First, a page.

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Outer suburban voters decisive in a 50:50 nation

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Three of the last four Australian elections have been 50:50 propositions.

In 2010, Labor got 50.12 per cent of the national two-party preferred vote and fell short of an outright majority. In 2016, the Coalition won 50.36 per cent and retained government by a single seat. The 2019 result will be similar – on the latest figures the Coalition is set to get a little over 51 per cent on a two-party preferred basis.

Scott Morrison claims victory in Saturday's election.Credit:Dominic Lorrimer

Complex political cross-currents have made it difficult for either major party to carve out a decisive lead and long-held electoral norms are shifting.

There were swings against the Liberals in a clutch of inner-urban seats once considered blue ribbon, but they did well in outer-metropolitan electorates.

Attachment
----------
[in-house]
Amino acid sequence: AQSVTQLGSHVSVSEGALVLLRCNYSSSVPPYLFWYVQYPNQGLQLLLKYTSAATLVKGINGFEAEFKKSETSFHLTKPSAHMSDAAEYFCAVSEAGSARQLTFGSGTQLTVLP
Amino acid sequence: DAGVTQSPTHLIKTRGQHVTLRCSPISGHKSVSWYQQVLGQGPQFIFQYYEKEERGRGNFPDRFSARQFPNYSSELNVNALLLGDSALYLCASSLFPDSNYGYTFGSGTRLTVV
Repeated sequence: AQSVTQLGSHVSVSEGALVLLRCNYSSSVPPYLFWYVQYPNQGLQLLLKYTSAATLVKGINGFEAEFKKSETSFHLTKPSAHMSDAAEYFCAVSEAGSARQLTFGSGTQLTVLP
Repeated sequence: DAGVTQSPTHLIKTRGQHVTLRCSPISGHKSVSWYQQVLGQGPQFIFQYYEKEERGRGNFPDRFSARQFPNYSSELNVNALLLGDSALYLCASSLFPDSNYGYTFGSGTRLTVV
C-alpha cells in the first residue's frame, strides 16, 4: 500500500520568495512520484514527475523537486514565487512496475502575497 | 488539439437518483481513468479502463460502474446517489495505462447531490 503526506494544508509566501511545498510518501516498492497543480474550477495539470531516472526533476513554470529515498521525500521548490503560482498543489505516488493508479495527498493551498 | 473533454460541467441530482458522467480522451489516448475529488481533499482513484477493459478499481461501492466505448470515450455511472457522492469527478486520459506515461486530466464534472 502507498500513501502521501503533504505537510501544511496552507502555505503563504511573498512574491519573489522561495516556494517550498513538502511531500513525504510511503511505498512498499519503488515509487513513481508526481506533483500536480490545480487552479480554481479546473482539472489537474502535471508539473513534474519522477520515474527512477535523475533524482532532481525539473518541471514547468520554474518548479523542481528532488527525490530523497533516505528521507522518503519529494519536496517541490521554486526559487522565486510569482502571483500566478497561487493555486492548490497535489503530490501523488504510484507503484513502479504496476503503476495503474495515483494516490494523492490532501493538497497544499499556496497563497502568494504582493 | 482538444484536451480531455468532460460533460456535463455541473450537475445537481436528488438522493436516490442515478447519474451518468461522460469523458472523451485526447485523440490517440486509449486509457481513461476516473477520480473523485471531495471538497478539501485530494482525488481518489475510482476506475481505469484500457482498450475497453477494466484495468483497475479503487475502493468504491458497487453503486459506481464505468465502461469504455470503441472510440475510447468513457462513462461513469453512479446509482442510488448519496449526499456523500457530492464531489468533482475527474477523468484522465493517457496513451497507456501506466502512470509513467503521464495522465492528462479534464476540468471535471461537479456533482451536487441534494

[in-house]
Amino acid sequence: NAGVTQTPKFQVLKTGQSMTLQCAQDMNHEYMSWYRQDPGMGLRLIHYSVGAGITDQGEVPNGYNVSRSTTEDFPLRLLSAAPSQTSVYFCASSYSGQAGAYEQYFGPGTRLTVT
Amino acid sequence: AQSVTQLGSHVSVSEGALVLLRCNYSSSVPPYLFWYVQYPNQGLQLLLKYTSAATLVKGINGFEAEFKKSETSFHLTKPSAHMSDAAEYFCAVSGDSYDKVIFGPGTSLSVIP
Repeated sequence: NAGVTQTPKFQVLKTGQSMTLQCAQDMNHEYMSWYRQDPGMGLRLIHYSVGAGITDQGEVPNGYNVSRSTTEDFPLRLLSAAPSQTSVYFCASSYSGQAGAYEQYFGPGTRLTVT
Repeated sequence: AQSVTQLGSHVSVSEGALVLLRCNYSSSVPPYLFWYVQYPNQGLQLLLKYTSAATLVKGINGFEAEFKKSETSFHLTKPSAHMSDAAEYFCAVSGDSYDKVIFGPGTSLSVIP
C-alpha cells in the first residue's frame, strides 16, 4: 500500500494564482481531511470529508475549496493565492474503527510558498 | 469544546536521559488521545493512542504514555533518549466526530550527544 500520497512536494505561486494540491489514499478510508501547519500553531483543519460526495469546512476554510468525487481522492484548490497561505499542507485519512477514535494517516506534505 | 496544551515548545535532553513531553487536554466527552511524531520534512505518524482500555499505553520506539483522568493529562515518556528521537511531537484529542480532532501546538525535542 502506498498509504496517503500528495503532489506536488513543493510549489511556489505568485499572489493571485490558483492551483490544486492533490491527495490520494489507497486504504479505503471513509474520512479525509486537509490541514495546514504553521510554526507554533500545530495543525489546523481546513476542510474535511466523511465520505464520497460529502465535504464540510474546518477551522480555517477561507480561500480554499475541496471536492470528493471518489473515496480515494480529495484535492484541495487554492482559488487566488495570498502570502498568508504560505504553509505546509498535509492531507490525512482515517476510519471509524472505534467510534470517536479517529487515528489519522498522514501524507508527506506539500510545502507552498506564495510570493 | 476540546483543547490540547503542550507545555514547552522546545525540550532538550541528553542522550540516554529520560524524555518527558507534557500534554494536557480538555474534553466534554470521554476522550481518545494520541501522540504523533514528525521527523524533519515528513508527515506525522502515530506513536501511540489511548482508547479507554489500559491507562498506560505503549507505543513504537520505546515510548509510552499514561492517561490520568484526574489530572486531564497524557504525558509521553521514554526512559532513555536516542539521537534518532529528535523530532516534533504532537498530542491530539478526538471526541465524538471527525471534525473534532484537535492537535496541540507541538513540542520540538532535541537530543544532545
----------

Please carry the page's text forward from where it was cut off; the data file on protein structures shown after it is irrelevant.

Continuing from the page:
In Warringah, in Sydney’s north, the seat with the highest median household income in the country, former prime minister Tony Abbott lost with a swing of almost 19 per cent, more than enough to install independent Zali Steggall as the new member.

In McMahon, held by shadow treasurer Chris Bowen, there was a 5 per cent swing against the ALP.Credit:Alex Ellinghausen

But just 70 kilometres west of Warringah, in the electorate of Lindsay, which takes in Penrith, the Liberals won with a chunky 6 per cent swing. There was also a solid swing to the Liberals in the........

© Brisbane Times